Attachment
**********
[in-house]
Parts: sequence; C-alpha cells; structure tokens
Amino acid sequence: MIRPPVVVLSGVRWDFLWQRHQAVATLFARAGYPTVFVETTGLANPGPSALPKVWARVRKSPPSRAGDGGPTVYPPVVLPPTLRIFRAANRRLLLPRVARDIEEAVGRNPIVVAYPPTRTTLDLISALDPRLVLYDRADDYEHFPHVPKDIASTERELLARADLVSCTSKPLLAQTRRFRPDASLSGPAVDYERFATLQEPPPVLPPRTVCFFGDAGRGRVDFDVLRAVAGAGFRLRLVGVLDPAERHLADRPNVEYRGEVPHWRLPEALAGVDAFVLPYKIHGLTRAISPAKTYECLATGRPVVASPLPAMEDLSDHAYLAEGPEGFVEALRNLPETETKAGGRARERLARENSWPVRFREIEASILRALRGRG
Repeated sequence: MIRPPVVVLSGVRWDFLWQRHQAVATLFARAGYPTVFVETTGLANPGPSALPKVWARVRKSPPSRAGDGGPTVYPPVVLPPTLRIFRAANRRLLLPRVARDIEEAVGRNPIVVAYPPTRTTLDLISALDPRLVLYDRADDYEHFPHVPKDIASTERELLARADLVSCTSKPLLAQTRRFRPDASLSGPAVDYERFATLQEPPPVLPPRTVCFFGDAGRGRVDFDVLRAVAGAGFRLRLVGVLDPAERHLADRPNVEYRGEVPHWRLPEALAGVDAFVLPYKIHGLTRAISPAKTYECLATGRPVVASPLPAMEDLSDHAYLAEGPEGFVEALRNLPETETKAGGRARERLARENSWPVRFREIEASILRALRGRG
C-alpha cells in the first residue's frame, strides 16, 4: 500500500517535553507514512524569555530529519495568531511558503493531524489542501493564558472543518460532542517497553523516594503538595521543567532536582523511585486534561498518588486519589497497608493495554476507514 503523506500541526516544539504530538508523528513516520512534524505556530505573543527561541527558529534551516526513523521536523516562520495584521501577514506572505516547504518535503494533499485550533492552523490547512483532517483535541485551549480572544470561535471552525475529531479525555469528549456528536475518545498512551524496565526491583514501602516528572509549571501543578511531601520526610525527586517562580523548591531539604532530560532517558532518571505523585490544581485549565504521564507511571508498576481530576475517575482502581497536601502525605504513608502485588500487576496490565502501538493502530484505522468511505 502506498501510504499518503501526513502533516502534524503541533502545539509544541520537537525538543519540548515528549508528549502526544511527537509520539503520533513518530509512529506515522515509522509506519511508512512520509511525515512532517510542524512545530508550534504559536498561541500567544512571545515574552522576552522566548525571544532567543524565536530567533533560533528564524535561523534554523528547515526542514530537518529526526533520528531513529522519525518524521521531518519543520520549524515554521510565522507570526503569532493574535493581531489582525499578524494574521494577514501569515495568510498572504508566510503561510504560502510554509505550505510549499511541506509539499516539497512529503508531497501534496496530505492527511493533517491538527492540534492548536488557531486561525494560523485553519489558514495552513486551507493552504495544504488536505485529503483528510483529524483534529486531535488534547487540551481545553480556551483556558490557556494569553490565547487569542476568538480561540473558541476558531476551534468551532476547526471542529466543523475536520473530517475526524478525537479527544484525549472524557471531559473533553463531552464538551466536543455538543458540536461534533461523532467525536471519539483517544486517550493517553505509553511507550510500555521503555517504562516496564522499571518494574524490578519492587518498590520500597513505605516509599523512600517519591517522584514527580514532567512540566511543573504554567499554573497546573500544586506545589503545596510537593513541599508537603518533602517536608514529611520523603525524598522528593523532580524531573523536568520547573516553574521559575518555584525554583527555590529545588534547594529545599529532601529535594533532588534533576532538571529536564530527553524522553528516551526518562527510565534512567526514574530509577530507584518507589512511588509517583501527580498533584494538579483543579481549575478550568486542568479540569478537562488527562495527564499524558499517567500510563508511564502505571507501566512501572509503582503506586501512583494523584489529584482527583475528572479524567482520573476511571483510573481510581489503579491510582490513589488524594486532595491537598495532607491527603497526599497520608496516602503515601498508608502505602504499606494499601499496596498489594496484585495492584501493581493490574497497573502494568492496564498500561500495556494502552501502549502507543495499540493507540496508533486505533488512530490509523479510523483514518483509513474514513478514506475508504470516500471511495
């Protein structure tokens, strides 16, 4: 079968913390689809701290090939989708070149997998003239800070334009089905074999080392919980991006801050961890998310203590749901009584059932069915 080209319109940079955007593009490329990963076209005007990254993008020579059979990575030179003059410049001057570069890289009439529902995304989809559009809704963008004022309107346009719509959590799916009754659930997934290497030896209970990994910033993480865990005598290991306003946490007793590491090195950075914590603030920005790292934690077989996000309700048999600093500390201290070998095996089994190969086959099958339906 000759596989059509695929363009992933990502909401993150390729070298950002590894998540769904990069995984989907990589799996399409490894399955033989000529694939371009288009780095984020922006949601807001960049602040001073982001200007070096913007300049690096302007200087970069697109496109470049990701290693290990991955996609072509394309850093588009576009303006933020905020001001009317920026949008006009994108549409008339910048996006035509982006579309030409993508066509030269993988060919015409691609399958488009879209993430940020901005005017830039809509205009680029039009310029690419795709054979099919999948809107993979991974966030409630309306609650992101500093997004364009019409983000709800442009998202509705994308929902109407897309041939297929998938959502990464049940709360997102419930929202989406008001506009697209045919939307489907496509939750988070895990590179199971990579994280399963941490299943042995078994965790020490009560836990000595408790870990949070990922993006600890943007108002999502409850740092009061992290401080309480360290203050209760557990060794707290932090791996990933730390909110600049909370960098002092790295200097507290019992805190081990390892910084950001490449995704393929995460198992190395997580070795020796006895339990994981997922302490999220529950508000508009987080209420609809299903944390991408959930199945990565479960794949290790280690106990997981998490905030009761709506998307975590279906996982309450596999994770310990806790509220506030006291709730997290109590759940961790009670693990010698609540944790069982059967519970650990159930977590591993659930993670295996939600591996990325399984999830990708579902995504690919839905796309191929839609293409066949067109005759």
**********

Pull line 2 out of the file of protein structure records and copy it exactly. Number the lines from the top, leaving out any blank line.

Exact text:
Parts: sequence; C-alpha cells; structure tokens